• knee to wall distance of greater than 2cm.


The key areas for mid-phase rehabilitation are strength and stability of the ankle.

Achieving comfortable single leg heel raises is the main goal of strength training. The aim is to be able to achieve 20 reps of a single leg heel raise, or at least 80% of the repetitions of the uninjured side.

Ankle dorsiflexion range should be greater than 8cm, or within 3cm of the uninjured side, when assessing with a knee-to-wall test. Whilst ankle and calf stretches can help this out, physiotherapists are able to perform mobilisation techniques and soft tissue release of the foot, ankle and calf to ensure the joints are moving efficiently.

Challenging your balance is important for when you return to higher levels of impact and agility. Progressing your balance can be done by standing on one foot on unstable or soft surfaces such as a foam mat. Further challenge can be added by standing on one leg, eyes open, and trying to throw and catch a ball. Aim to be able to balance on one leg, eyes closed, on a firm surface for at least 10 seconds.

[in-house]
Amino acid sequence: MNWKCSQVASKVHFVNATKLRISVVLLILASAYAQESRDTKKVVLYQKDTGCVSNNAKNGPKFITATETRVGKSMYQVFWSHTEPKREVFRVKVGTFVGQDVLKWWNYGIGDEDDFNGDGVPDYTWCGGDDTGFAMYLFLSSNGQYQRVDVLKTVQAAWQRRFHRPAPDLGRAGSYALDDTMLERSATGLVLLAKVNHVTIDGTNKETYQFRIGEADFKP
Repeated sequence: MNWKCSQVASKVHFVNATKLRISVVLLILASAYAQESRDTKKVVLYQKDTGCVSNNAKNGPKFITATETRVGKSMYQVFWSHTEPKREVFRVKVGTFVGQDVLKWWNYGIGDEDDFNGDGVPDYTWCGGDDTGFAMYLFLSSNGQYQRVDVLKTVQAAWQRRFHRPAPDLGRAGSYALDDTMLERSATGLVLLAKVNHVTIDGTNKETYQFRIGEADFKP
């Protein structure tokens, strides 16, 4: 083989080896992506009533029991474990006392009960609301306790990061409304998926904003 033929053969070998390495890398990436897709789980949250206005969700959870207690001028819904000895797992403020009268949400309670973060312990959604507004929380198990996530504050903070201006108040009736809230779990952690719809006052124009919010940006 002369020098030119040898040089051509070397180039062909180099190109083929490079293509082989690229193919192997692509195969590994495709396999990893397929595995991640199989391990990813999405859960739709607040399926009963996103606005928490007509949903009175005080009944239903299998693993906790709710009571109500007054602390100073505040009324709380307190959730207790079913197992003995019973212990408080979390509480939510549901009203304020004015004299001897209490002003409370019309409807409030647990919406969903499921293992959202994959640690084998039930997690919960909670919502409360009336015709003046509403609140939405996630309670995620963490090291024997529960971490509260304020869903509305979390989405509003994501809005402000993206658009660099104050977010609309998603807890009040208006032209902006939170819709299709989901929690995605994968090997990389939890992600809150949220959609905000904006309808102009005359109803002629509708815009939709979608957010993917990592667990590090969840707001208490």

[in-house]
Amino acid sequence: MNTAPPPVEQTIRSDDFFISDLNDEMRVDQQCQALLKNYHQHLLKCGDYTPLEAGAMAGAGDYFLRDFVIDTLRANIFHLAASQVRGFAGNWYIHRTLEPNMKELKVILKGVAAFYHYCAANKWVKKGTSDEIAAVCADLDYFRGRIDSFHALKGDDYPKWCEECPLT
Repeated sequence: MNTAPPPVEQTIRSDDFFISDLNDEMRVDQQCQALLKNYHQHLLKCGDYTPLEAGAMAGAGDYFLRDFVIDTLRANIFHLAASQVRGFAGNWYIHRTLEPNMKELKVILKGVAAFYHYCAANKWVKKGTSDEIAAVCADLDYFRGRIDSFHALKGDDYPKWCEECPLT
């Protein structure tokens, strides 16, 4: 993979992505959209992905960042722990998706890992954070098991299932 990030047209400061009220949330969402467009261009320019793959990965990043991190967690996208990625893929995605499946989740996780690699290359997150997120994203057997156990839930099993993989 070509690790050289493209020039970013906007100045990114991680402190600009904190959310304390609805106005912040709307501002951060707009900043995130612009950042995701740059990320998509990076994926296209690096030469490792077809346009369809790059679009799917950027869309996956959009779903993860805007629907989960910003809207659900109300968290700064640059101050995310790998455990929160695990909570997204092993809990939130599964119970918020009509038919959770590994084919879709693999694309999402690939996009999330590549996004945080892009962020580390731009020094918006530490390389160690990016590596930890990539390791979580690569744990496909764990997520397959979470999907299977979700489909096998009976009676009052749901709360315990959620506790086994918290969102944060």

Completing dynamic balance exercise such as the Y-Balance test is a great way to assess your balance and stability. Balancing on one leg, attempt to tap the other foot as far out in a front, backwards-left and backwards-right direction as possible. Having a difference greater than 4cm between both sides when reaching forwards is predictive of ankle joint sprains.


In the later phases of recovery you can introduce running. To be sure the ankle will handle this transition the ability to perform 20 hops on the spot with good power and stability is crucial. You should also aim for a single forward hop distance that is 75% of the uninjured side. To really challenge your rehabilitation add in drop jumps where you jump off a step, land on both feet and then jump upwards or sideways. Progress these to single leg versions where you land off a step onto one foot, then hop upwards or sideways. You can also introduce vertical hops aiming to achieve a maximum vertical height.